The School of the Art Institute of Chicago
Master of Architecture
In the MArch programs, we teach through hands-on inquiry, experimentation and exploration, developing the skills and experience necessary for professional practice and the critical thinking necessary to develop new ideas and drive invention.
Coursework combines project-based design studios organized around a timely intellectual focus, technical courses in building structures and systems professional practice, and architectural technology, and electives in architectural history and theory. We encourage MArch students to develop their practice by taking courses in other departments across SAIC and by applying to AIADO’s External Partnership courses. In their final year, students complete a rigorous comprehensive studio and pursue a self-directed design thesis under the supervision of faculty in the Department.
ABOUT THE SCHOOL
The School of the Art Institute of Chicago is one of the largest accredited independent schools of art and design in the country. Providing degrees at the undergraduate, post-baccalaureate, and graduate levels, SAIC offers a broad and dynamic spectrum of study, including Art and Technology Studies; Arts Administration and Policy; Art History, Theory, and Criticism; Art Education and Art Therapy; Fashion Design; Film, Video, New Media, and Animation; Architecture, Historic Preservation, and Interior Architecture; Ceramics; Fiber and Material Studies; Painting and Drawing; Performance; Photography; Printmaking; Sculpture; Sound; Visual Communication; Visual and Critical Studies; and Writing. A comprehensive program in Liberal Arts emphasizes the critical role that humanities, mathematics, and sciences play in artists’ development.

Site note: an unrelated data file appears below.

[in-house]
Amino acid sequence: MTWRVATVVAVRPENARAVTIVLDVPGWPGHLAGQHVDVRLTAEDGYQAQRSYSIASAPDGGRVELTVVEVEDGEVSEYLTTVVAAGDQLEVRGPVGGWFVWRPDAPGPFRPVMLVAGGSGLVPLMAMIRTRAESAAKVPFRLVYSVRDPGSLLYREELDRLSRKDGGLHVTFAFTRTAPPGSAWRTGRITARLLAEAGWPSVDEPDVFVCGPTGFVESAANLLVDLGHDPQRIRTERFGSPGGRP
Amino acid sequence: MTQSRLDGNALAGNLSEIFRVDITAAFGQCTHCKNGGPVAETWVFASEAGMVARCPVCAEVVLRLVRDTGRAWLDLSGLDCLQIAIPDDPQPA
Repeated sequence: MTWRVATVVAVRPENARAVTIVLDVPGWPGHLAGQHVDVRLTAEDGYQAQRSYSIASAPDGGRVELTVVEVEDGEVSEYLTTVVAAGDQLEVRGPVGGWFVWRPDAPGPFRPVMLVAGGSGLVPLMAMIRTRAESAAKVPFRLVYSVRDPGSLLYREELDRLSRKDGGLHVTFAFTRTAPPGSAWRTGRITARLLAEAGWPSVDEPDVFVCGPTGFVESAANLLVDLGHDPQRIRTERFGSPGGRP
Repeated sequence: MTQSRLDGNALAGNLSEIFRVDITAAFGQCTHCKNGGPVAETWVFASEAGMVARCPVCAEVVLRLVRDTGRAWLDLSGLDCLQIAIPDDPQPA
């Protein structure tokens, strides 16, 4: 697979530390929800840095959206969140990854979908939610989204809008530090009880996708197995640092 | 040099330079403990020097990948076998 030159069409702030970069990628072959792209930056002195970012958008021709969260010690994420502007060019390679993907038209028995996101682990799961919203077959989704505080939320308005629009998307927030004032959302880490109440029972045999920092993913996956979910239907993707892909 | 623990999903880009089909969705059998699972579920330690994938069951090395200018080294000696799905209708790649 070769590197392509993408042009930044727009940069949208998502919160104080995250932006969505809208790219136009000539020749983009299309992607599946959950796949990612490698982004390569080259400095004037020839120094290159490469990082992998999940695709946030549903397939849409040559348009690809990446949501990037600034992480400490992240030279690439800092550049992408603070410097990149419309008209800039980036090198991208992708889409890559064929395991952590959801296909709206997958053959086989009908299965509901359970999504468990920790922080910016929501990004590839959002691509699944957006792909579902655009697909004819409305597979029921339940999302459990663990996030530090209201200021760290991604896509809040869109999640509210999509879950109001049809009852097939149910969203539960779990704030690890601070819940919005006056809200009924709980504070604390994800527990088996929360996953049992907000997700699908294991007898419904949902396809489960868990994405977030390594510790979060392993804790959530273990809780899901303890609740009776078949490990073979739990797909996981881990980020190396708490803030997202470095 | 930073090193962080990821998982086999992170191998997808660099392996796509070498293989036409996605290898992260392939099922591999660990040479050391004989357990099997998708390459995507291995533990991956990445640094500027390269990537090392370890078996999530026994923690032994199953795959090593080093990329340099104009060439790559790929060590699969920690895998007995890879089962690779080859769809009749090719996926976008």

SAIC is distinct in the way that it provides students an interdisciplinary curriculum and the necessary freedom to develop as artists, designers, and scholars. At the same time, we strive for a level of rigor, investigation, and cultural relevance that makes SAIC truly special. Our students translate the most complex ideas into tangible forms—paintings, sculptures, films, performances, books, installations, inventions, buildings, community projects, and, more often than not, a combination of the above. Few schools in the United States provide such a broad range of possibilities.